‘I know where Odin’s eye is hidden,
Deep in the wide-famed well of Mimir;
In Norse mythology Odin’s thirst for wisdom is almost insatiable. In one story Odin sacrificed his eye in return for a drink from Mimir’s well and the cosmic knowledge that he would attain from taking such a drink. Mimir is a mysterious being whose knowledge of all things was practically unparalleled among the inhabitants of the cosmos.
Looking at the Super-Kamiokande an extraordinary apparatus designed to detect Neutrinos, some of the most elusive and mysterious particles in the universe, I was reminded of the story of Mimir’s Well. There was the pool of ultrapure water (50,000 tonnes of it) in an immense cavern 40m high buried 1000m below ground where 11,146 photomultiplier tubes wait to detect the interaction of a neutrino that has potentially travelled millions of light years from an exploding star situated on the other side of the galaxy.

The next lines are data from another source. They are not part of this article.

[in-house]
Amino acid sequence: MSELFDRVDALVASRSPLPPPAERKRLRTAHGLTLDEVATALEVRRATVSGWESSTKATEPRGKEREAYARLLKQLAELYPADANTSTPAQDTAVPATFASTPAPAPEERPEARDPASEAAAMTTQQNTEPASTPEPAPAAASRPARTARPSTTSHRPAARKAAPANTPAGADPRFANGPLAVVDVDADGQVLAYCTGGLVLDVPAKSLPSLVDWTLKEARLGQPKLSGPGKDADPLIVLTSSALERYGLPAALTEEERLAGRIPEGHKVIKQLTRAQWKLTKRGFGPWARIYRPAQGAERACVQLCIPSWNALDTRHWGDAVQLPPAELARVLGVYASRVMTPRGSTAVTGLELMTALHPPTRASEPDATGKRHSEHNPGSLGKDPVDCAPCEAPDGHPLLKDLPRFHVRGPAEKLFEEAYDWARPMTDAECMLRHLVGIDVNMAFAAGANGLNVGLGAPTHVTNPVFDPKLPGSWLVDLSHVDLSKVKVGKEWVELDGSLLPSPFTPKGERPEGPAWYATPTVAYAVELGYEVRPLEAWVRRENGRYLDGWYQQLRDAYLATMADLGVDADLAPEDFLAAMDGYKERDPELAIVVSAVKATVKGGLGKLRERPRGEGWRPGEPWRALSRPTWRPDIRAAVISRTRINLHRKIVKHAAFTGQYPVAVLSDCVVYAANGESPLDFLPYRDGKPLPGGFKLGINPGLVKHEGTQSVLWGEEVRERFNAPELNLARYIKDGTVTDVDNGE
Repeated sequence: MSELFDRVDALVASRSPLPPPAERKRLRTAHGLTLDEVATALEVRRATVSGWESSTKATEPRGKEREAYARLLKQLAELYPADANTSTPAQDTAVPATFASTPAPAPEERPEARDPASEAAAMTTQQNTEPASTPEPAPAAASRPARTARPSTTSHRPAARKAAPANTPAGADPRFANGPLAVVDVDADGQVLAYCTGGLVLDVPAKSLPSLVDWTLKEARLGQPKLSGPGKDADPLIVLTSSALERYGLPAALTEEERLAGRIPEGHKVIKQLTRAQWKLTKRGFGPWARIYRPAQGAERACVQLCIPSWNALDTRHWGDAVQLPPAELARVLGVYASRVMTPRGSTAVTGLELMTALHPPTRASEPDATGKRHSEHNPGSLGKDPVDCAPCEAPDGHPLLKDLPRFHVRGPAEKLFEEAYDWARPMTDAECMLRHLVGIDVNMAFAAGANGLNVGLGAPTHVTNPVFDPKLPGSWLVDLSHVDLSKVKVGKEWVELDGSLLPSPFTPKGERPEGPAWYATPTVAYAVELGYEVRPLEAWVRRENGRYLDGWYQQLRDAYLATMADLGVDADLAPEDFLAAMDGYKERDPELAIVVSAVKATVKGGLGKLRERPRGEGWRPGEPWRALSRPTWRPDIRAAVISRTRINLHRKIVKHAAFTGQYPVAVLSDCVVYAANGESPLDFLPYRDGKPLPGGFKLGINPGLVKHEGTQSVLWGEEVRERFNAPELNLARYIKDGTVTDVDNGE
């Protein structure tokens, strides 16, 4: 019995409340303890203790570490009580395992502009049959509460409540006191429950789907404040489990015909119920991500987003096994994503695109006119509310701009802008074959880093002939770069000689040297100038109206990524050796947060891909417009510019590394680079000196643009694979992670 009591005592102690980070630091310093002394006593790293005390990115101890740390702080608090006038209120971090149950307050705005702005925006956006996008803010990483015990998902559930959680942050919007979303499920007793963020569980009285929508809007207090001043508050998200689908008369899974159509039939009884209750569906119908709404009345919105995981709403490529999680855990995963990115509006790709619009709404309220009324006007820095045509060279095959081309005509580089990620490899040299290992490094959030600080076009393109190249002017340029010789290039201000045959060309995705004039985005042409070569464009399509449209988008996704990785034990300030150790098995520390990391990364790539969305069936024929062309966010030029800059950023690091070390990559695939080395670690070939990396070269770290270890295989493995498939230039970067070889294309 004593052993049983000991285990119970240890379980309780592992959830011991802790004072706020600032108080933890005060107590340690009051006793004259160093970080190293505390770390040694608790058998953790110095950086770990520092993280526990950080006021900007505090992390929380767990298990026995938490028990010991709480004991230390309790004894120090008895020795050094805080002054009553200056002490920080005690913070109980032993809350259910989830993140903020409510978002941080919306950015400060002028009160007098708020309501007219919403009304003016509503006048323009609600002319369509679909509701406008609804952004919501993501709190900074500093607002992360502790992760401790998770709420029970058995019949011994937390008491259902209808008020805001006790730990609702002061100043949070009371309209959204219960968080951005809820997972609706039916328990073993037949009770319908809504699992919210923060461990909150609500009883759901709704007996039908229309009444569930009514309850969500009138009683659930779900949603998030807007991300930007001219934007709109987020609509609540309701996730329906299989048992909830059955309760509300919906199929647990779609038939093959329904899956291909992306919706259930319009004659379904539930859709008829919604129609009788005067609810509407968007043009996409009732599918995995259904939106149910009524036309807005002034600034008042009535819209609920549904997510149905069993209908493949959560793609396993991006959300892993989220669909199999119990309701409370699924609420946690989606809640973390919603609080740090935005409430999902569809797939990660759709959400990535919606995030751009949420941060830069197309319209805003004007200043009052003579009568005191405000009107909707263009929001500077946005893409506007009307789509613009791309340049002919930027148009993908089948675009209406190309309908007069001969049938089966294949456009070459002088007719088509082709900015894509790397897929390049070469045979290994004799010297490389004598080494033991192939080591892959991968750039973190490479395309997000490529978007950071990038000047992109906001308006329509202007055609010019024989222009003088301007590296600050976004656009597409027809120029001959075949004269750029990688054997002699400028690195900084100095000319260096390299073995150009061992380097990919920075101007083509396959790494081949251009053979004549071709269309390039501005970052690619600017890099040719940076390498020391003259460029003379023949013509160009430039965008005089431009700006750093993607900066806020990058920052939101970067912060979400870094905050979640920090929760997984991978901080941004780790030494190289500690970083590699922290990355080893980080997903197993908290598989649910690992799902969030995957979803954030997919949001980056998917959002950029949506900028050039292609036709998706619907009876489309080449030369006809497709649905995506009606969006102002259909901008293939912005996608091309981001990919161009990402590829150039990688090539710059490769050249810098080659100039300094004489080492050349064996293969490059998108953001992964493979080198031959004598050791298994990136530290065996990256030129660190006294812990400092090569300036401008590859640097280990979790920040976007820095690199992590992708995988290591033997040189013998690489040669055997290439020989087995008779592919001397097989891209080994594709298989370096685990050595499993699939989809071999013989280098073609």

The nature of those interactions may reveal information that deepens our understanding of the universe – just as Mimir’s Well promised Odin cosmic knowledge that he was willing to sacrifice so much for. So much effort, so much sacrifice to produce these amazing devices.
I decided on the triptych format for my paintings of the detector as it appropriates a form popular in Christian art as a way to display religious imagery behind an altar, again referencing/combining both themes within the Norse mythological story of Mimir’s well and the scientific effort that is the ‘religious quest’ in our post-religious world today.